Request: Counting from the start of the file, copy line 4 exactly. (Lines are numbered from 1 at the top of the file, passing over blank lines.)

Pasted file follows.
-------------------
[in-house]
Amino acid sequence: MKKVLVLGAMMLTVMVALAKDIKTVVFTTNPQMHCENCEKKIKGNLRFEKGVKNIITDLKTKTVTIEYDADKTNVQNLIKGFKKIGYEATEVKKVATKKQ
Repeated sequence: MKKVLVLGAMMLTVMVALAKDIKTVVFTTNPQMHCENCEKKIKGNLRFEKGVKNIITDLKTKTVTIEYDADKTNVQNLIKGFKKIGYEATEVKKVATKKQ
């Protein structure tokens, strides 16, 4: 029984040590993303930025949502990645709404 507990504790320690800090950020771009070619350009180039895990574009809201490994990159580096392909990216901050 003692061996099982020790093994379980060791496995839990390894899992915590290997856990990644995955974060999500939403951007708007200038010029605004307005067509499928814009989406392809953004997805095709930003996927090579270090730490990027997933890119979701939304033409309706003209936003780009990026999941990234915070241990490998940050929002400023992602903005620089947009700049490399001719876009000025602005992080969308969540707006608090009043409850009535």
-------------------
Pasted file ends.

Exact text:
């Protein structure tokens, strides 16, 4: 029984040590993303930025949502990645709404 507990504790320690800090950020771009070619350009180039895990574009809201490994990159580096392909990216901050 003692061996099982020790093994379980060791496995839990390894899992915590290997856990990644995955974060999500939403951007708007200038010029605004307005067509499928814009989406392809953004997805095709930003996927090579270090730490990027997933890119979701939304033409309706003209936003780009990026999941990234915070241990490998940050929002400023992602903005620089947009700049490399001719876009000025602005992080969308969540707006608090009043409850009535």